Musically, Batman: Arkham Origins doesn’t tread any new ground. While each of the game’s tunes highlight the grim, dank Gotham City on Christmas Eve, none of them are memorable in the slightest – aside from the nondescript, drawn out tune that plays over and over during Batman’s escapades around the city.
The overall aesthetics of Batman: Arkham Origins are spot on for a modern rendition of this particularly noire comic book setting. As Batman’s cape flaps and flutters in the wind and the snowflakes perpetually fall overhead, it’s hard not to empathise with Bruce Wayne’s frozen toes. Character, buildings and environments are all well detailed – albeit uninspired – with special attention being drawn to character faces, which move convincingly and convey emotion appropriately.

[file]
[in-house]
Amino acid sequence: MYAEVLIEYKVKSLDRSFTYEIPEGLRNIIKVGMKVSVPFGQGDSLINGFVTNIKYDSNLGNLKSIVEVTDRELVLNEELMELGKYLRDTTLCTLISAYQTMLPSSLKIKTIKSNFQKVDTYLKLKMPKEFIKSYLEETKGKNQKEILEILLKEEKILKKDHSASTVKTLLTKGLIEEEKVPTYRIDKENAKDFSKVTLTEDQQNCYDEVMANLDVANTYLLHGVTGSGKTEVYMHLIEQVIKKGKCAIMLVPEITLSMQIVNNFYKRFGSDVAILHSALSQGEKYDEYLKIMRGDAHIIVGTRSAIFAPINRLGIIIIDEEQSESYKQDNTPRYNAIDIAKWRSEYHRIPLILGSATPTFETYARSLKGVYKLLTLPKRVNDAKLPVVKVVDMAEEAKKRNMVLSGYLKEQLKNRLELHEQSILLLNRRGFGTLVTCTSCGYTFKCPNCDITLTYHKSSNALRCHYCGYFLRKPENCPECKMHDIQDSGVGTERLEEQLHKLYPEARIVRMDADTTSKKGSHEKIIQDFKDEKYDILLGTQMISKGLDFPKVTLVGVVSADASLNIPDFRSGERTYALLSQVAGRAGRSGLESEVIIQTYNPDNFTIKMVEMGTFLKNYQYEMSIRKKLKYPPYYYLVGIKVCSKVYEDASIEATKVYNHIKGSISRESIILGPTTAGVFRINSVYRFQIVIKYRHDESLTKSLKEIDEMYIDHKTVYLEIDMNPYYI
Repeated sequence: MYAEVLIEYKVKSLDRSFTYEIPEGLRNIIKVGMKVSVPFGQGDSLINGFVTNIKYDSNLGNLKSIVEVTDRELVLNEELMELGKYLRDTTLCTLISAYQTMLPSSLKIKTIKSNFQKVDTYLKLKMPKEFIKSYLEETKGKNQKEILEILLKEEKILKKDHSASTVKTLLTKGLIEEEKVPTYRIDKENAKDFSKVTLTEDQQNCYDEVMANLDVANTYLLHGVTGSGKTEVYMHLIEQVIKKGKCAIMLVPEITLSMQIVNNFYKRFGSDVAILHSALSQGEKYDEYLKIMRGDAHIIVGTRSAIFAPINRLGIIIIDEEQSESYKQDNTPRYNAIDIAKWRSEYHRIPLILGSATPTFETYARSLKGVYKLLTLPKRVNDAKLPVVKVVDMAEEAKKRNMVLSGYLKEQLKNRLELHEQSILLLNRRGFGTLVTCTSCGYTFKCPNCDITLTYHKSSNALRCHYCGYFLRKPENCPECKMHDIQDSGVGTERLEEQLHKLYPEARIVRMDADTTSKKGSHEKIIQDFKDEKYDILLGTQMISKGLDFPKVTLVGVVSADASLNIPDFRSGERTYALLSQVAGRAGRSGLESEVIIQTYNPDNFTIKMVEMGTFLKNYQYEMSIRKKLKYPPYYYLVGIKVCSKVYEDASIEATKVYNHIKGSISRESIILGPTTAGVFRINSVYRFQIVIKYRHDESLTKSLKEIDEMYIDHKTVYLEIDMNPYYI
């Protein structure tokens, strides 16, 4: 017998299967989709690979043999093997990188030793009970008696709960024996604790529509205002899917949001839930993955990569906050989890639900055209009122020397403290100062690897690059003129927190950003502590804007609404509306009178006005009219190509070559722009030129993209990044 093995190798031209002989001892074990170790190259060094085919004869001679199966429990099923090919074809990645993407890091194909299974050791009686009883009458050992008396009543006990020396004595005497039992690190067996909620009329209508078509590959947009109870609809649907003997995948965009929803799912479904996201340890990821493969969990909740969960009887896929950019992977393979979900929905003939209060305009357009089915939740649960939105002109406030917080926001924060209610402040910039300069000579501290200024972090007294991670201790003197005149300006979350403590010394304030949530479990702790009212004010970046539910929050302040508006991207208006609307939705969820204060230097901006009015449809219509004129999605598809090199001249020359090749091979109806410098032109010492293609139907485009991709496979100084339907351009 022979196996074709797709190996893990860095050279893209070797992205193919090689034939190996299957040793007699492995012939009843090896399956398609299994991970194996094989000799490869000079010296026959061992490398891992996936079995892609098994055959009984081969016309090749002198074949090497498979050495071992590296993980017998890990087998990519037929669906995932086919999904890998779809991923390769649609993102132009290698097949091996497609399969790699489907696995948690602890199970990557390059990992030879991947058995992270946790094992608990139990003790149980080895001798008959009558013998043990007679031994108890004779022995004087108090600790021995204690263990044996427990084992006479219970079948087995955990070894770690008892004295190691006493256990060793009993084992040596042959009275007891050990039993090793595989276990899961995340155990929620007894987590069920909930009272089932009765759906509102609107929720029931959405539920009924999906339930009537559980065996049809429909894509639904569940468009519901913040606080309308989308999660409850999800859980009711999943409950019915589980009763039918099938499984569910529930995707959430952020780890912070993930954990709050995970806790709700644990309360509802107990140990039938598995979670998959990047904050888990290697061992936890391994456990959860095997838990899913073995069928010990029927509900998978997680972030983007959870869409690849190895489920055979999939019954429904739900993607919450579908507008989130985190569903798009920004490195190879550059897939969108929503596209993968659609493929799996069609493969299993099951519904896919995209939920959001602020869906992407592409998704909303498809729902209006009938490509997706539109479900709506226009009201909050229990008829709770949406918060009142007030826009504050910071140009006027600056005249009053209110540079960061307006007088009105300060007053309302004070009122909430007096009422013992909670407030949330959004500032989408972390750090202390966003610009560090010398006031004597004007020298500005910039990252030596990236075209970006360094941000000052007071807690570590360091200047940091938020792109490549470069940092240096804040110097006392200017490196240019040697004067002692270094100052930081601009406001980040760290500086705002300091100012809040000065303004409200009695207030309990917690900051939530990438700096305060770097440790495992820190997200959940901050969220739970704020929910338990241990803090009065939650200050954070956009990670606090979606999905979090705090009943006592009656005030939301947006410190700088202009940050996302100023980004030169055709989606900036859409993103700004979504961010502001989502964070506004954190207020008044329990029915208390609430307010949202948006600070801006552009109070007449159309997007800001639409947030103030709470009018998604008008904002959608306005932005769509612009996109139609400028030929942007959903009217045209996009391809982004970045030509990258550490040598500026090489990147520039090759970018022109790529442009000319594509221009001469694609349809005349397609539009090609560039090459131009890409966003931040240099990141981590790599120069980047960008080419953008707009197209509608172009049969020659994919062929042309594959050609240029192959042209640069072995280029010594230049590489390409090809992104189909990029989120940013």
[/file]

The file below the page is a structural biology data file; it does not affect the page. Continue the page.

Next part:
But strangely, due to a curfew being in affect, the city is seemingly inhabited only by criminals who are scattered sparsely throughout Gotham’s streets and rooftops. Be it a mistake or by design, Gotham seems unusually empty and desolate considering its status as a industrial metropolis, especially on Christmas Eve. That may not seem like a major issue to some, but the lack of oppressiveness from the city itself reduces the level of threat felt when traversing through it.
If you peel away Batman: Arkham Origins‘ dark, moody graphics and the popular Batman brand, a game is revealed that has been created with scope, but with no substance. Traipsing around Gotham City in search of Enigma’s data caches, Penguin’s weapons stashes and other meaningless, non-threatening goals gets very boring very fast. But with a fairly uninteresting storyline that lacks integrity and cohesion, most players will resort to performing such menial tasks so as to have a break from trying to figure out just what the hell is going on – oh, and the game breaking bugs.